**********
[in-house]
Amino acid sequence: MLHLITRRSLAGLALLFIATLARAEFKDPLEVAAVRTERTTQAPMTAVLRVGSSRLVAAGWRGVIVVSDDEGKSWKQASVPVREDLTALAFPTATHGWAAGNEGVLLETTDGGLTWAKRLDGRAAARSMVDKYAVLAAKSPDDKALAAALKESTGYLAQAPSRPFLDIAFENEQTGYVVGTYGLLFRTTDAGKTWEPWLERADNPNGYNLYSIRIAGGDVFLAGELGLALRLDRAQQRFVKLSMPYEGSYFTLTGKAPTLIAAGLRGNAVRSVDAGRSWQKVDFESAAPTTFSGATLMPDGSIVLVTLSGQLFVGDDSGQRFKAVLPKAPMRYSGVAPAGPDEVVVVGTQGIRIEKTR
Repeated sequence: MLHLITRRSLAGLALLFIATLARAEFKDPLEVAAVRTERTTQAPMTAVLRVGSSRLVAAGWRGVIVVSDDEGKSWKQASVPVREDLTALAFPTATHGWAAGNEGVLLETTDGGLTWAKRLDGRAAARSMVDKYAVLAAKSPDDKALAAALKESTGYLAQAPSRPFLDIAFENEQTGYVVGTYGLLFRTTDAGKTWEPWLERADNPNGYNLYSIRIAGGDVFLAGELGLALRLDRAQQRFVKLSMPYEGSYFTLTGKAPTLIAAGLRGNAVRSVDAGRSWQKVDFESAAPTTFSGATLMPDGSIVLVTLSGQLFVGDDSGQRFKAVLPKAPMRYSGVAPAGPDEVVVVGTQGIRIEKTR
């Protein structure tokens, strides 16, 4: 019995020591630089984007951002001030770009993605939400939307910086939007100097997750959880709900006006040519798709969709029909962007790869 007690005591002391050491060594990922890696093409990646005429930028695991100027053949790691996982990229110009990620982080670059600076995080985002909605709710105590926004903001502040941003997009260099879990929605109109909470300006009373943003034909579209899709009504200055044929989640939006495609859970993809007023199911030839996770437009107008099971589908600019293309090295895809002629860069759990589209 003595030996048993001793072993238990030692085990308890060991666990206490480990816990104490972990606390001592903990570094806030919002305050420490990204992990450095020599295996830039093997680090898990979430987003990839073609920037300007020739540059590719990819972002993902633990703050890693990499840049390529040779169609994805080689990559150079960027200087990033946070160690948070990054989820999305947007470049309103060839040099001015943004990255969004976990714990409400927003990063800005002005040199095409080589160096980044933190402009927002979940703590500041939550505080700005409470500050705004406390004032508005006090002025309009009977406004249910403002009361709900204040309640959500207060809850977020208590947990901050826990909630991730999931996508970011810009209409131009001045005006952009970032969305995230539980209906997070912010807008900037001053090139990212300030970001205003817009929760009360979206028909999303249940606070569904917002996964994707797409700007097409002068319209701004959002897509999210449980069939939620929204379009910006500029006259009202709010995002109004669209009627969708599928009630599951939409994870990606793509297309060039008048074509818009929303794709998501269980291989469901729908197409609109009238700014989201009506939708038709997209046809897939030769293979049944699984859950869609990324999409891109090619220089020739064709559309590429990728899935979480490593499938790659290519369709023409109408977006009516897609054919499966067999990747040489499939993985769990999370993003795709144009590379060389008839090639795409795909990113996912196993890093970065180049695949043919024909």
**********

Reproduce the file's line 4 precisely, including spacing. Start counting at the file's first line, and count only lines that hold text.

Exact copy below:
């Protein structure tokens, strides 16, 4: 019995020591630089984007951002001030770009993605939400939307910086939007100097997750959880709900006006040519798709969709029909962007790869 007690005591002391050491060594990922890696093409990646005429930028695991100027053949790691996982990229110009990620982080670059600076995080985002909605709710105590926004903001502040941003997009260099879990929605109109909470300006009373943003034909579209899709009504200055044929989640939006495609859970993809007023199911030839996770437009107008099971589908600019293309090295895809002629860069759990589209 003595030996048993001793072993238990030692085990308890060991666990206490480990816990104490972990606390001592903990570094806030919002305050420490990204992990450095020599295996830039093997680090898990979430987003990839073609920037300007020739540059590719990819972002993902633990703050890693990499840049390529040779169609994805080689990559150079960027200087990033946070160690948070990054989820999305947007470049309103060839040099001015943004990255969004976990714990409400927003990063800005002005040199095409080589160096980044933190402009927002979940703590500041939550505080700005409470500050705004406390004032508005006090002025309009009977406004249910403002009361709900204040309640959500207060809850977020208590947990901050826990909630991730999931996508970011810009209409131009001045005006952009970032969305995230539980209906997070912010807008900037001053090139990212300030970001205003817009929760009360979206028909999303249940606070569904917002996964994707797409700007097409002068319209701004959002897509999210449980069939939620929204379009910006500029006259009202709010995002109004669209009627969708599928009630599951939409994870990606793509297309060039008048074509818009929303794709998501269980291989469901729908197409609109009238700014989201009506939708038709997209046809897939030769293979049944699984859950869609990324999409891109090619220089020739064709559309590429990728899935979480490593499938790659290519369709023409109408977006009516897609054919499966067999990747040489499939993985769990999370993003795709144009590379060389008839090639795409795909990113996912196993890093970065180049695949043919024909």